Please use this identifier to cite or link to this item: http://hdl.handle.net/2381/2576
Title: Differential effects of calcineurin inhibition and protein kinase A activation on nucleus accumbens amphetamine-produced conditioned place preference in rats.
Authors: Gerdjikov, Todor V.
Beninger, Richard J.
First Published: 2005
Citation: European Journal of Neuroscience, 2005, 22 (3), pp.697-705
Abstract: The nucleus accumbens (NAc) plays a critical role in amphetamine-produced conditioned place preference (CPP). In previous studies inhibition or activation of cyclic adenosine monophosphate-dependent protein kinase (PKA) blocked NAc amphetamine-produced CPP. PKA activation unrelated to ongoing DA transmission may disrupt reward-related learning. Calcineurin (CN) down-regulates downstream PKA targets. Unlike PKA activation, CN inhibition may preserve and enhance reward-related learning. The PKA signalling cascade is negatively regulated by calcineurin (CN). We tested the hypothesis that post-training CN inhibition in NAc will enhance NAc amphetamine-produced CPP and that PKA activation will block CPP. Eight but not four or two 30-min conditioning sessions were sufficient to establish significant CPP. Immediate post-training, NAc injection of the calcineurin inhibitor FK506 (5.0 but not 1.0 µg in 0.5 µL per side) led to a significant amphetamine CPP in rats receiving four but not two training sessions; the 5.0-µg dose had no effect on rats trained with eight sessions. Injections of the PKA activator Sp-cAMPS (2.5 or 10.0 µg in 0.5 µL per side) failed to affect CPP following two or four training sessions and blocked CPP produced by a standard 8-day conditioning schedule. Results suggest that CN acts as a negative regulator in the establishment of NAc amphetamine-produced CPP, a form of reward-related learning.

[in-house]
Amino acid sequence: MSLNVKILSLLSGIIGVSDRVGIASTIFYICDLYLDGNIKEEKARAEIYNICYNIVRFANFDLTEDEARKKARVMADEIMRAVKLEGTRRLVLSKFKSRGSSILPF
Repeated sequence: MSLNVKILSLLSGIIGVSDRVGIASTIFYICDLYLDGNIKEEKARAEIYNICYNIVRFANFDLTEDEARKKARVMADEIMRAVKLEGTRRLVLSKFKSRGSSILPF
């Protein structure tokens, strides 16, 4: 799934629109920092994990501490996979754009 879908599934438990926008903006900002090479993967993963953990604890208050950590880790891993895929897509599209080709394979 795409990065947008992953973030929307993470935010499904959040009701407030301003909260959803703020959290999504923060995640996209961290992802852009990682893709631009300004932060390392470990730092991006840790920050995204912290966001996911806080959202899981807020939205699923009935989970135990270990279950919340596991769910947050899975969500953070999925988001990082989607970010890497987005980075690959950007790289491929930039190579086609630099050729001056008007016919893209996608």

DOI Link: 10.1111/j.1460-9568.2005.04256.x
ISSN: 0953-816X
Links: http://onlinelibrary.wiley.com/doi/10.1111/j.1460-9568.2005.04256.x/abstract
http://hdl.handle.net/2381/2576
Type: Article
Appears in Collections:Published Articles, School of Psychology

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